While Russia’s assault on Ukraine justifiably captured much of the headlines during the first quarter, other critical events transpired and significant data was released that we consider germane to the future direction of markets. Most notably, the Federal Reserve raised interest rates for the first time since December 2018 in response to runaway inflation, reversing the Fed’s long-standing zero interest rate policy. Domestic inflation soared in the first quarter to 7.9%, hitting its highest level in forty years – just as we had anticipated might occur.

Clearly, the Fed had to start raising interest rates to address inflation, but the 0.25% increase seems feeble given the size of the problem. For context, the last time inflation ran this hot was February 1982. The Fed, then led by famed inflation hawk Paul Volker, hiked interest rates to 15.0% in response. Those punishingly high interest rates eventually tamed inflation, but as a result caused the second longest recession in the 20th century, drove the unemployment rate to nearly 11%, and triggered a 27% decline in the S&P 500. It took tremendous conviction and fortitude to intentionally put the country through such a difficult time, but Volker’s foresight gave rise to nearly two decades of high growth, low unemployment, and some of the best stock market returns in history.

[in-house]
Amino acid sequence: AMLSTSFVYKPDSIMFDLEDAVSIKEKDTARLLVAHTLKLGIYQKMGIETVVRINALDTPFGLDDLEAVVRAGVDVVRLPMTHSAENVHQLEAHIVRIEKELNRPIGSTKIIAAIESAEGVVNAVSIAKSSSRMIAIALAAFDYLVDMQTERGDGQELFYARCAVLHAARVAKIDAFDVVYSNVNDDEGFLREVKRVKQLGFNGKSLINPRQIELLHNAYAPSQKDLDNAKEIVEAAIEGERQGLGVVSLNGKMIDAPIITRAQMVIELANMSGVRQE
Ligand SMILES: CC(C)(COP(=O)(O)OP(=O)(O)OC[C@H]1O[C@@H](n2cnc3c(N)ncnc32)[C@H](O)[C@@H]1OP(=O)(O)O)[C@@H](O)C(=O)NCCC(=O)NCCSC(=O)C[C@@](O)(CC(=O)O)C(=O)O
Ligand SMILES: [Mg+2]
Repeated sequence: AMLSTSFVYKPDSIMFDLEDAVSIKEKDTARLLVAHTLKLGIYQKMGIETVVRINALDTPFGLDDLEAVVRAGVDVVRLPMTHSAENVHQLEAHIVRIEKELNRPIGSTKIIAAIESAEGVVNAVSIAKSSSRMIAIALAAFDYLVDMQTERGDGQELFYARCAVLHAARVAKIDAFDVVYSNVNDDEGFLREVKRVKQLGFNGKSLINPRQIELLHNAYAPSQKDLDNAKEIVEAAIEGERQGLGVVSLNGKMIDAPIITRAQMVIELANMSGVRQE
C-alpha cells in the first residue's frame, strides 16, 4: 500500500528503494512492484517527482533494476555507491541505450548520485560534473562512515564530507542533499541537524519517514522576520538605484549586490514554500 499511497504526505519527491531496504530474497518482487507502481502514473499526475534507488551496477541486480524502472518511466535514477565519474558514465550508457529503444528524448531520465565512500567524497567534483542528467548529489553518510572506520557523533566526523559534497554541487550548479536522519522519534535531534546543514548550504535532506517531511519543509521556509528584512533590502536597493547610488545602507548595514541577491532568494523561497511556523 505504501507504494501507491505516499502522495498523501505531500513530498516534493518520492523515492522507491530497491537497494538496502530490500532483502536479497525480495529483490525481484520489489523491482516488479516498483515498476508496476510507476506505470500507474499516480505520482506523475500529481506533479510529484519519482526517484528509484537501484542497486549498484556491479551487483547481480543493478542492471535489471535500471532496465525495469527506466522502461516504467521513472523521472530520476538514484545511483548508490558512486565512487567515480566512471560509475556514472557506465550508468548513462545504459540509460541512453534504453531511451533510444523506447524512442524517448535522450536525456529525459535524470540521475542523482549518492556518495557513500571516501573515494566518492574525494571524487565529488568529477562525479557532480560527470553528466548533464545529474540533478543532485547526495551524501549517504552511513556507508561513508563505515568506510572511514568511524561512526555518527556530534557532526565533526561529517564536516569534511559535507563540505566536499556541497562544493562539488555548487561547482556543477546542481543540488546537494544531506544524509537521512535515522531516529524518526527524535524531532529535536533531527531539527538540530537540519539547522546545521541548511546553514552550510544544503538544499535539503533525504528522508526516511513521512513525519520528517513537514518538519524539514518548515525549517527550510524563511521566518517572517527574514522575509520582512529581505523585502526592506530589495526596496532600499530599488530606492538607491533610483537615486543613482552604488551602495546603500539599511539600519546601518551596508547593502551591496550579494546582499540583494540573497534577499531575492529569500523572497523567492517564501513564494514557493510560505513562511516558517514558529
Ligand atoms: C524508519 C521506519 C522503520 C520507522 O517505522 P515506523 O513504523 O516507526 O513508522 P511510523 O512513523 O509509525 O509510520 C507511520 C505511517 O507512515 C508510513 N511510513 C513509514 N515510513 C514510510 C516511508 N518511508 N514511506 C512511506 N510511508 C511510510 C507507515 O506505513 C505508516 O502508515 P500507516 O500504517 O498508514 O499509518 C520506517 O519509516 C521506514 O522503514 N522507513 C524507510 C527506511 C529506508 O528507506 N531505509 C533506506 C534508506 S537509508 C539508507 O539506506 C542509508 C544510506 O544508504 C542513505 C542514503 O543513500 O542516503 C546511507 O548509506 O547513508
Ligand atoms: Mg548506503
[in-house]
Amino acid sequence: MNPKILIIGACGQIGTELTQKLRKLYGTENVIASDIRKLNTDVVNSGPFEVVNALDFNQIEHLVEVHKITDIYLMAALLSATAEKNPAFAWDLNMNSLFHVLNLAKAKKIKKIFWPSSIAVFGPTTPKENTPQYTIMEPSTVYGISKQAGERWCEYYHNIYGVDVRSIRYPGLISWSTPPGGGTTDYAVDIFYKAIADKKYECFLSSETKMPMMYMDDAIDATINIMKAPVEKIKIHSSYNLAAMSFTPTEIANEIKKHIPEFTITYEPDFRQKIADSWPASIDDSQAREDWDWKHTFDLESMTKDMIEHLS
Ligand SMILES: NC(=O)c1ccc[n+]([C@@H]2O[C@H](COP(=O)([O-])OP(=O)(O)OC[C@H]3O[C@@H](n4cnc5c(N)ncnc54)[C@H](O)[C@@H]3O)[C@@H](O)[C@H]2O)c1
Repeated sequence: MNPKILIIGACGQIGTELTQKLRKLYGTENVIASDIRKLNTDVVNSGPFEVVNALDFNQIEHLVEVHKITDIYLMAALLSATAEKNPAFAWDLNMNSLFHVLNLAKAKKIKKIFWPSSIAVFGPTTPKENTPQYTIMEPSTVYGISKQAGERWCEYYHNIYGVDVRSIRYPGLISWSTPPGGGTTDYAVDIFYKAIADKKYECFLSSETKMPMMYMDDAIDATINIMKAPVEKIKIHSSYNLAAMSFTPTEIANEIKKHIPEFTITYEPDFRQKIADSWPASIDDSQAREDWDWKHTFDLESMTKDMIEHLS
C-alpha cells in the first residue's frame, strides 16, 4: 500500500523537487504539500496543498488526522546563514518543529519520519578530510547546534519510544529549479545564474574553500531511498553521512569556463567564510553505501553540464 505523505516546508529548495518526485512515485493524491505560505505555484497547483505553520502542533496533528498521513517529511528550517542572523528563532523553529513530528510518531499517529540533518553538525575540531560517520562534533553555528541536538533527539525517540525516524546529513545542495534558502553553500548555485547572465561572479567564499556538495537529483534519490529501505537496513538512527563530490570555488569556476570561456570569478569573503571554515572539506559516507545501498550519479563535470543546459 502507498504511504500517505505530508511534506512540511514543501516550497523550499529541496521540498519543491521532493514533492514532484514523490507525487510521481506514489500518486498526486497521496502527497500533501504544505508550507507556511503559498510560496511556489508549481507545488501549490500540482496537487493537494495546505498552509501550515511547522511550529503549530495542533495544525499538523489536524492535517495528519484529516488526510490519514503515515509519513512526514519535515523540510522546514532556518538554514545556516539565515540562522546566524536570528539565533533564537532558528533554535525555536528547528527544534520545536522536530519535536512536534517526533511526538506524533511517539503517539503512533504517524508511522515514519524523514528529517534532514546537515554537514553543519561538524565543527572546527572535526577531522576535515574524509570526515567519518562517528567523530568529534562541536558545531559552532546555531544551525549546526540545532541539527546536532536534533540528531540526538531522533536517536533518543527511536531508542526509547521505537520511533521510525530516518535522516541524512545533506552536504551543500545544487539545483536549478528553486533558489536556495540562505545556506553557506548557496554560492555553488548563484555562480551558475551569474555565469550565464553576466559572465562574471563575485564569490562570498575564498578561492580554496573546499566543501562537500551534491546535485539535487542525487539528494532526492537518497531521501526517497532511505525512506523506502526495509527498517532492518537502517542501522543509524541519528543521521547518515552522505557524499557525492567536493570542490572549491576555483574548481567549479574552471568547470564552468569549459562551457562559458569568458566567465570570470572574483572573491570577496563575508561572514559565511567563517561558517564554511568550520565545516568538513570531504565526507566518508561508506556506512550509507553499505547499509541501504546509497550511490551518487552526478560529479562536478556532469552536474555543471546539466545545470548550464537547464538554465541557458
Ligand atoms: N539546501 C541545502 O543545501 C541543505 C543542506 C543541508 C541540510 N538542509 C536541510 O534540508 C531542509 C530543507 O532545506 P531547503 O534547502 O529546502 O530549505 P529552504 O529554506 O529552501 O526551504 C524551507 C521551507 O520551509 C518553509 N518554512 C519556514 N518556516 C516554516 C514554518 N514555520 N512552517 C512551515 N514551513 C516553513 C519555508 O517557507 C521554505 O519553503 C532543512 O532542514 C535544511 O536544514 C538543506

Four decades later, we find ourselves in a similar predicament. However, while the core problem of inflation is the same, the circumstances around it are now vastly different. Namely, the US federal government’s level of indebtedness has ballooned from 32% of total output (Gross Domestic Product) in 1982 to 123% today. And unfortunately, debt levels are predicted to increase markedly. According to President Biden’s newly released budget proposal, deficits will grow by an additional $14.4 trillion over the next ten years, increasing the country’s total debt level to north of $40 trillion. Spend first and pay second has been a consistent trend in Washington for decades regardless of the administration in charge.